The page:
United States of America, Plaintiff-appellee, v. Waymer Williams, Defendant-appellant, 922 F.2d 837 (4th Cir. 1991)

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U.S. Court of Appeals for the Fourth Circuit - 922 F.2d 837 (4th Cir. 1991) Submitted July 12, 1990. Decided Jan. 9, 1991. As Amended Jan. 23, 1991

Appeal from the United States District Court for the District of South Carolina, at Orangeburg. Charles E. Simons, Jr., Senior District Judge. (CR-89-186-02)

Cameron B. Littlejohn, Jr., Lewis, Babcock, Pleicones & Hawkins, Columbia, S.C., for appellant.

E. Bart Daniel, United States Attorney, Robert C. Jendron, Jr., Assistant United States Attorney, Columbia, S.C., for appellee.



Before ERVIN, Chief Judge, and K.K. HALL and PHILLIPS, Circuit Judges.


Defendant Waymer Williams, after pleading guilty to conspiracy to possess cocaine with intent to distribute and to two counts of distributing small amounts of cocaine, was sentenced to sixty months as to each count to be served concurrently. The district court, relying on Sentencing Guidelines Sec. 2D1.4 and Sec. 1B1.3 (note 1), based the sentence on a quantity of over one kilogram of cocaine. This quantity was found in a search of a house controlled by a co-conspirator--a house that Williams was observed going to in order to obtain small packets of cocaine for distribution. On appeal Williams raises the question whether the district court erred in including, for purposes of sentencing, the quantity of cocaine that was found in the stash house, when the defendant had not been in the stash house for five months and only occasionally obtained small quantities of cocaine from the house. Because the requisite amount of cocaine was reasonably foreseeable to defendant, we affirm.

* Alerted to cocaine distribution in the Orangeburg, South Carolina, area by an informer, federal and state law enforcement officials undertook an operation to purchase cocaine with the aid of the informer. One of the targets of the investigation was Eddie "Ram" Haigler. In January 1989, the informer, working with law enforcement officials, went to Haigler's home for the purpose of purchasing one ounce of cocaine. Once the purchase was arranged with Haigler, Haigler directed Williams to go get the cocaine. Williams then left Haigler's house and, under the watch of federal and state officials, went to another structure on Haigler's property. The surveillance agents observed Williams go inside this other house and leave with a small bag of white powder. Williams returned to the house and, after receiving the money, gave the informer a one-ounce bag of cocaine.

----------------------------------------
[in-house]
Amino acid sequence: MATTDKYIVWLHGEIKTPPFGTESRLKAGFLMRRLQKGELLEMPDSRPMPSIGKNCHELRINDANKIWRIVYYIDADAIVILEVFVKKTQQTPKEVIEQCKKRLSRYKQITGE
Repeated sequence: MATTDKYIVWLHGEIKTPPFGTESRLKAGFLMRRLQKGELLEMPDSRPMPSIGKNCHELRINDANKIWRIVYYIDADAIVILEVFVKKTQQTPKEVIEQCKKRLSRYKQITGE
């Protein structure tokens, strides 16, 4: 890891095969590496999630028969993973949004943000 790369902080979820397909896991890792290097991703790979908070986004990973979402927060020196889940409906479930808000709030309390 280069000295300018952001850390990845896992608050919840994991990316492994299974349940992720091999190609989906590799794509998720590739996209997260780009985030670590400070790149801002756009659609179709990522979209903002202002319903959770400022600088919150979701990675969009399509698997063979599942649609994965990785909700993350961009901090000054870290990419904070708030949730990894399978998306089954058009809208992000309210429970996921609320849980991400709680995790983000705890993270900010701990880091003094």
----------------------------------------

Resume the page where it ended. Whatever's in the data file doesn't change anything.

In February 1989, the story repeated itself. The informer again went to Haigler's house to purchase cocaine. The deal was negotiated with Haigler, and then Williams was directed to go get cocaine. Williams was observed going to the same structure as before, and again he left this house with a small bag of cocaine. He then gave the cocaine to the informer in exchange for money.

Williams, who was not observed, as far as this record indicates, since February 1989 in the vicinity of the stash house, was arrested in July 1989, along with a number of others, and charged with conspiracy to possess cocaine with intent to distribute and two counts of substantive distribution. After the arrest of Williams and his co-defendants, the house to which Williams went to retrieve the small bags of cocaine was searched. That search uncovered approximately one kilogram of cocaine and four additional ounces. The conspiracy charge against Haigler was superseded with an indictment charging him with possession with intent to distribute the kilo of cocaine. Williams was not charged with the kilogram.